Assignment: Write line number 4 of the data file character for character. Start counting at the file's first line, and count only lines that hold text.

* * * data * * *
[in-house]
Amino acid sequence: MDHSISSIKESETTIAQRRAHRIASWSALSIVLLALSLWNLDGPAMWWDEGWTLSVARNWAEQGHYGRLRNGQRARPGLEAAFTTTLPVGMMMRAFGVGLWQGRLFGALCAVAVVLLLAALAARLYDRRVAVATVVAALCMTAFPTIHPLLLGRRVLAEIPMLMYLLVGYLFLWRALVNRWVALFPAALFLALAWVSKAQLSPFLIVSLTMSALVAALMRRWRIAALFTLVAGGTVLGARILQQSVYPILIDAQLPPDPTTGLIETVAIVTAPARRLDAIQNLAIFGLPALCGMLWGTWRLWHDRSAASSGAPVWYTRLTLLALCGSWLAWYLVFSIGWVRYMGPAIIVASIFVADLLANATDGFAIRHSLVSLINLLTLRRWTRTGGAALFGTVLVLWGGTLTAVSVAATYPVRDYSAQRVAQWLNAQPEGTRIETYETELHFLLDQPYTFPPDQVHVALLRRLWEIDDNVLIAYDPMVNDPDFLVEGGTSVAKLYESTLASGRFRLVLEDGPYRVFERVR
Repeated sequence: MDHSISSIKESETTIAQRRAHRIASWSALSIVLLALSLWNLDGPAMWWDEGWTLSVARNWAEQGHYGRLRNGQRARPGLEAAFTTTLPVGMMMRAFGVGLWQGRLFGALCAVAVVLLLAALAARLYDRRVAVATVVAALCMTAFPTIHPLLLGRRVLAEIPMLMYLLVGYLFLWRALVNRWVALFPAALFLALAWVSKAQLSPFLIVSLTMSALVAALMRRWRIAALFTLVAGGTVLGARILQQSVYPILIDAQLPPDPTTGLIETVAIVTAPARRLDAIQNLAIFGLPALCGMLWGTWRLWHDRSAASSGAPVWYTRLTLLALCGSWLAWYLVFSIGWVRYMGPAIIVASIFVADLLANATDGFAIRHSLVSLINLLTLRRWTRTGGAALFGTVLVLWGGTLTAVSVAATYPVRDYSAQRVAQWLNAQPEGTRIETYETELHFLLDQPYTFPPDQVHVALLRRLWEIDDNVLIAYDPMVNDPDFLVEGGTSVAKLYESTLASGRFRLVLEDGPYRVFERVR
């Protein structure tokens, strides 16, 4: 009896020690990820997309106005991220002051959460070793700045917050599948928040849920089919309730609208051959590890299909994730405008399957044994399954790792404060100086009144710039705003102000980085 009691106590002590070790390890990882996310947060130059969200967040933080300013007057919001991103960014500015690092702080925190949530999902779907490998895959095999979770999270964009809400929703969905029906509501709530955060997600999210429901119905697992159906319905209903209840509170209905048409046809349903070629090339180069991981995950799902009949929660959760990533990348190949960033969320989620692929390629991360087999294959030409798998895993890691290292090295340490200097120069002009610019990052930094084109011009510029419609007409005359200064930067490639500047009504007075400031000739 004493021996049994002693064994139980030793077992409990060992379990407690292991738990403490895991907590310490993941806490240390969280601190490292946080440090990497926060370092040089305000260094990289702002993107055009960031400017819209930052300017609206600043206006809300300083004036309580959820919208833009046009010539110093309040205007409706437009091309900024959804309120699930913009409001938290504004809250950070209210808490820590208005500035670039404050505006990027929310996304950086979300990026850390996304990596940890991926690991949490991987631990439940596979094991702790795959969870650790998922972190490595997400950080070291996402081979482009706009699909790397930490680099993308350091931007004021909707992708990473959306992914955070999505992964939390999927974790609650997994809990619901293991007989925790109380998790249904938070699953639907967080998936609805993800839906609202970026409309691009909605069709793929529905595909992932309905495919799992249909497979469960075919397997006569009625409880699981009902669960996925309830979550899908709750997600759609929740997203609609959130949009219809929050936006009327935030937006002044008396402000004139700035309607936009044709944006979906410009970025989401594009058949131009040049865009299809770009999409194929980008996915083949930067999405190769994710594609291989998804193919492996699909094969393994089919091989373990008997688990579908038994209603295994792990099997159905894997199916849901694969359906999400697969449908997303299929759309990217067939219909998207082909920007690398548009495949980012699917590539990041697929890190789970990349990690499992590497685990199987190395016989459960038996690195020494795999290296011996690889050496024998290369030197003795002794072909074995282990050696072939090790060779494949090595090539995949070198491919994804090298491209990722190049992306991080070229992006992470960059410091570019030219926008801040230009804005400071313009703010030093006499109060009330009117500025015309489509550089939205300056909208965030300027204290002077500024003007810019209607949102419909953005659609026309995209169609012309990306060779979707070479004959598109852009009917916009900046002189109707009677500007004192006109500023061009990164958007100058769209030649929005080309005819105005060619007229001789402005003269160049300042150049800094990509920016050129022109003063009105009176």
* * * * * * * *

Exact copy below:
């Protein structure tokens, strides 16, 4: 009896020690990820997309106005991220002051959460070793700045917050599948928040849920089919309730609208051959590890299909994730405008399957044994399954790792404060100086009144710039705003102000980085 009691106590002590070790390890990882996310947060130059969200967040933080300013007057919001991103960014500015690092702080925190949530999902779907490998895959095999979770999270964009809400929703969905029906509501709530955060997600999210429901119905697992159906319905209903209840509170209905048409046809349903070629090339180069991981995950799902009949929660959760990533990348190949960033969320989620692929390629991360087999294959030409798998895993890691290292090295340490200097120069002009610019990052930094084109011009510029419609007409005359200064930067490639500047009504007075400031000739 004493021996049994002693064994139980030793077992409990060992379990407690292991738990403490895991907590310490993941806490240390969280601190490292946080440090990497926060370092040089305000260094990289702002993107055009960031400017819209930052300017609206600043206006809300300083004036309580959820919208833009046009010539110093309040205007409706437009091309900024959804309120699930913009409001938290504004809250950070209210808490820590208005500035670039404050505006990027929310996304950086979300990026850390996304990596940890991926690991949490991987631990439940596979094991702790795959969870650790998922972190490595997400950080070291996402081979482009706009699909790397930490680099993308350091931007004021909707992708990473959306992914955070999505992964939390999927974790609650997994809990619901293991007989925790109380998790249904938070699953639907967080998936609805993800839906609202970026409309691009909605069709793929529905595909992932309905495919799992249909497979469960075919397997006569009625409880699981009902669960996925309830979550899908709750997600759609929740997203609609959130949009219809929050936006009327935030937006002044008396402000004139700035309607936009044709944006979906410009970025989401594009058949131009040049865009299809770009999409194929980008996915083949930067999405190769994710594609291989998804193919492996699909094969393994089919091989373990008997688990579908038994209603295994792990099997159905894997199916849901694969359906999400697969449908997303299929759309990217067939219909998207082909920007690398548009495949980012699917590539990041697929890190789970990349990690499992590497685990199987190395016989459960038996690195020494795999290296011996690889050496024998290369030197003795002794072909074995282990050696072939090790060779494949090595090539995949070198491919994804090298491209990722190049992306991080070229992006992470960059410091570019030219926008801040230009804005400071313009703010030093006499109060009330009117500025015309489509550089939205300056909208965030300027204290002077500024003007810019209607949102419909953005659609026309995209169609012309990306060779979707070479004959598109852009009917916009900046002189109707009677500007004192006109500023061009990164958007100058769209030649929005080309005819105005060619007229001789402005003269160049300042150049800094990509920016050129022109003063009105009176």